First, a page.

Babies are the collateral damage in the lactivist war on formula

White Bear With Bandages

It’s inexplicable on its face.

Tens of thousands of babies are readmitted to the hospital each year for breastfeeding complications at a cost of hundreds of millions of dollars. Exclusive breastfeeding is now the leading cause of newborn hospital readmission. Not a single lactivist organization or public health organization — not La Leche League, not the CDC, not the World Health Organization — denies this. Yet none of them are doing anything about it.

[pullquote align=”right” cite=”” link=”” color=”” class=”” size=””]Lactation professionals hate formula more than they love babies.[/pullquote]

Why? Because injured babies are considered acceptable collateral damage in the lactivist war on formula companies.

Don’t believe me? Try to have a discussion with a lactivist, professional or lay, without the lactivist immediately mentioning formula companies, referencing the Nestle scandal of the 1970’s and accusing anyone who disagrees with them of being in the pay of the formula companies themselves.

I guarantee that when this blog post is discussed in the lactivist community, lactivists will reflexively — with no evidence — accuse me of shilling for formula manufacturers.

Wait, what? You thought breastfeeding is about what’s good for babies and mothers? That’s what lactation professionals and lactivists say, but watch what they do. They are engaged in a massive effort to erase from public awareness the tens of thousands of babies and countless mothers harmed by aggressive breastfeeding promotion.

Their calculus is simple — and ugly. They view themselves as generals in a war on formula; companies are the enemy and babies are the soldiers unwittingly drafted into their armies. Generals knowingly send soldiers to death and permanent injury “for the greater good.” Lactation professionals do the same thing with babies and mothers; they knowingly send them into harm “for the greater good” of depriving the formula industry of profit.

It certainly isn’t because breastfeeding is so obviously beneficial. Indeed, in industrialized countries the benefits of breastfeeding term babies are so trivial that they cannot be detected in large populations. Ask a lactation professional to show you how many lives have been saved by exclusively breastfeeding in the US — as I asked Melissa Bartick, MD several years ago — and you will get a response like I got.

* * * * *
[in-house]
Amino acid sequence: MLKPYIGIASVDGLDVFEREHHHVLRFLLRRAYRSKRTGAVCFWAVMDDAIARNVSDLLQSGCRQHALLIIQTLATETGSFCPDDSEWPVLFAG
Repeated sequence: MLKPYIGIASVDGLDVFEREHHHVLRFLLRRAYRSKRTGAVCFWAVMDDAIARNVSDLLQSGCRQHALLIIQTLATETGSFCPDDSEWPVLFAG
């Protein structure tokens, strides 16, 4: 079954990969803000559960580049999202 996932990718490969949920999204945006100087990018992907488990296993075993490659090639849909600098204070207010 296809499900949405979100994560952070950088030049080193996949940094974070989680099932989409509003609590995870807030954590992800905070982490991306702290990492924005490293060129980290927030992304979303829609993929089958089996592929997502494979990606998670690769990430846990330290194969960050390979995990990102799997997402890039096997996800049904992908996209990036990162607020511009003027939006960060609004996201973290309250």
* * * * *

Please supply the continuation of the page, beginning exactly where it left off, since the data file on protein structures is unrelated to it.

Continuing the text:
Commenting on piece by Dr. Bartick’s on the Academy of Breastfeeding Medicine blog, I asked her directly:

Where is the evidence that term babies lives has been saved? Where is the evidence that the diseases you insist are decreased by breastfeeding are actually decreasing as a result of breastfeeding? Where are the billions of healthcare dollars you claimed would be saved as the breastfeeding rates rose?

Her response:

…To my knowledge, no one has actually dug it up yet. It’s not fair to say “it doesn’t exist.”

So Dr. Bartick acknowledges that the evidence for major benefits of breastfeeding DOESN’T exist.

What does exist is deep and abiding anti-corporatist bias against formula companies.

Make no mistake, Nestle and other formula companies DID engage in unethical behavior in Africa by luring women away from breastfeeding even though they lacked access to clean water with which to prepare formula. The result was the death of tens of thousands of babies.

But what got lost in the righteous anger toward Nestle’s behavior is that there was NEVER anything wrong with formula; the problem was the water used to prepare it. No matter; the goal was to punish Nestle and other formula companies and the best way to do that was demonize formula itself.

The Ten Steps of the Baby Friendly Hospital Initiative only make sense if their primary purpose is to punish formula companies:

There is no evidence that judicious formula supplementation is harmful to the breastfeeding relationship; the ban on formula supplementation only makes sense as punishment for formula companies.

There is no evidence that nipple confusion is real. The ban on artificial nipples only makes sense as a punishment for formula companies.

There is no evidence that insufficient breastmilk is rare; indeed the evidence shows that it is common. The insistence only makes sense as a punishment for formula companies.

There is no evidence that an occasional bottle of formula given to allow the mother to get a good night’s rest or to have some time to herself will harm an ongoing breastfeeding relationship. Insisting that it will only makes sense as a punishment for formula companies.

I have no love for formula companies, but they are hardly the most immoral businesses out there. Letting babies starve in order to punish formula companies makes as much sense as letting adults starve to punish cereal manufacturers for sugary cereals, farmers for E.coli tainted vegetables and meat packing companies for salmonella infected chicken.

The sad fact is that lactation professionals hate formula more than they love babies. As far as they are concerned (and they are best judged on their actions, not their words) babies are acceptable collateral damage in the lactivist war on formula.

But innocent people are never acceptable collateral damage in efforts to rein in unscrupulous companies. Lactation professionals have to make up their minds: do they truly hate formula companies more than they love babies?